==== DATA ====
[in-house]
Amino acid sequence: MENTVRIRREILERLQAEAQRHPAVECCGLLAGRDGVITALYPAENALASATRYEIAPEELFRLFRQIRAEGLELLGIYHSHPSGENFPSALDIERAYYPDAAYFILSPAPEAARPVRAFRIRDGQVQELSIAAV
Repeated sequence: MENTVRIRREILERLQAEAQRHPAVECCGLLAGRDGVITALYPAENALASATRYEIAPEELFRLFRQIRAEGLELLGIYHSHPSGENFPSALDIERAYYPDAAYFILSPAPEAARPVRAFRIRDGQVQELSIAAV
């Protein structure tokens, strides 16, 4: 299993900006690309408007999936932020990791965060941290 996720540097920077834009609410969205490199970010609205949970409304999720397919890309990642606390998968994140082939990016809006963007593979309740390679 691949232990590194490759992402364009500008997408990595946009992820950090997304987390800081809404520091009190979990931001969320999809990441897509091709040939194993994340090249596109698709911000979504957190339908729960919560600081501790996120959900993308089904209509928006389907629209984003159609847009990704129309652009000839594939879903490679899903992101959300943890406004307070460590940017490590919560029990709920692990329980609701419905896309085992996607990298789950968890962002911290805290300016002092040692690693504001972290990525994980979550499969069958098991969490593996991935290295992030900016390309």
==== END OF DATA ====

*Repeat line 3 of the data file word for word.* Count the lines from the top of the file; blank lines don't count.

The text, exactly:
Repeated sequence: MENTVRIRREILERLQAEAQRHPAVECCGLLAGRDGVITALYPAENALASATRYEIAPEELFRLFRQIRAEGLELLGIYHSHPSGENFPSALDIERAYYPDAAYFILSPAPEAARPVRAFRIRDGQVQELSIAAV